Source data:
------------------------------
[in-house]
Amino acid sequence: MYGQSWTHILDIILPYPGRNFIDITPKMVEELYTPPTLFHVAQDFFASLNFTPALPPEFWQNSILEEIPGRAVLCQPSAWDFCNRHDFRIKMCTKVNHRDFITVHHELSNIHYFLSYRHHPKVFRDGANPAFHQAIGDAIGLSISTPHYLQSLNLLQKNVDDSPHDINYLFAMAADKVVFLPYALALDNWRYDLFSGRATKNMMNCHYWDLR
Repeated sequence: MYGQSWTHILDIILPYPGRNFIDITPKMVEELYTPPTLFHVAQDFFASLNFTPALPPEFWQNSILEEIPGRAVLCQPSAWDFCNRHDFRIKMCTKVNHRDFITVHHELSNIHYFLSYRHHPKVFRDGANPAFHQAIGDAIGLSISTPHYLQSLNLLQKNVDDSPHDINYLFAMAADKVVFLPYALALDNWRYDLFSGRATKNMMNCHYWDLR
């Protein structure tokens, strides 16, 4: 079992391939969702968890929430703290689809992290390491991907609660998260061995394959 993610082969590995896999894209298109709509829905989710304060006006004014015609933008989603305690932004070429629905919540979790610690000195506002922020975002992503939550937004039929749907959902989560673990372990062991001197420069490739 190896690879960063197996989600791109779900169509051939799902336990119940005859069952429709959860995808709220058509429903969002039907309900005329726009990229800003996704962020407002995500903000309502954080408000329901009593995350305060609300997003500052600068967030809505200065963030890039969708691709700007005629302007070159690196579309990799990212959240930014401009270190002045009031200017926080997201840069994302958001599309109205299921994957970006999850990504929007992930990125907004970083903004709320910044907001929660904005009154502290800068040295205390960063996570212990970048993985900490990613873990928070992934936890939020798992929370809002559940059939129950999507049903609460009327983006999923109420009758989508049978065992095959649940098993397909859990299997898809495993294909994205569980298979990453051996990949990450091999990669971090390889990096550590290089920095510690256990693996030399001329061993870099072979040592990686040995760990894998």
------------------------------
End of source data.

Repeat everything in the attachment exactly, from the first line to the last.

[in-house]
Amino acid sequence: MYGQSWTHILDIILPYPGRNFIDITPKMVEELYTPPTLFHVAQDFFASLNFTPALPPEFWQNSILEEIPGRAVLCQPSAWDFCNRHDFRIKMCTKVNHRDFITVHHELSNIHYFLSYRHHPKVFRDGANPAFHQAIGDAIGLSISTPHYLQSLNLLQKNVDDSPHDINYLFAMAADKVVFLPYALALDNWRYDLFSGRATKNMMNCHYWDLR
Repeated sequence: MYGQSWTHILDIILPYPGRNFIDITPKMVEELYTPPTLFHVAQDFFASLNFTPALPPEFWQNSILEEIPGRAVLCQPSAWDFCNRHDFRIKMCTKVNHRDFITVHHELSNIHYFLSYRHHPKVFRDGANPAFHQAIGDAIGLSISTPHYLQSLNLLQKNVDDSPHDINYLFAMAADKVVFLPYALALDNWRYDLFSGRATKNMMNCHYWDLR
């Protein structure tokens, strides 16, 4: 079992391939969702968890929430703290689809992290390491991907609660998260061995394959 993610082969590995896999894209298109709509829905989710304060006006004014015609933008989603305690932004070429629905919540979790610690000195506002922020975002992503939550937004039929749907959902989560673990372990062991001197420069490739 190896690879960063197996989600791109779900169509051939799902336990119940005859069952429709959860995808709220058509429903969002039907309900005329726009990229800003996704962020407002995500903000309502954080408000329901009593995350305060609300997003500052600068967030809505200065963030890039969708691709700007005629302007070159690196579309990799990212959240930014401009270190002045009031200017926080997201840069994302958001599309109205299921994957970006999850990504929007992930990125907004970083903004709320910044907001929660904005009154502290800068040295205390960063996570212990970048993985900490990613873990928070992934936890939020798992929370809002559940059939129950999507049903609460009327983006999923109420009758989508049978065992095959649940098993397909859990299997898809495993294909994205569980298979990453051996990949990450091999990669971090390889990096550590290089920095510690256990693996030399001329061993870099072979040592990686040995760990894998």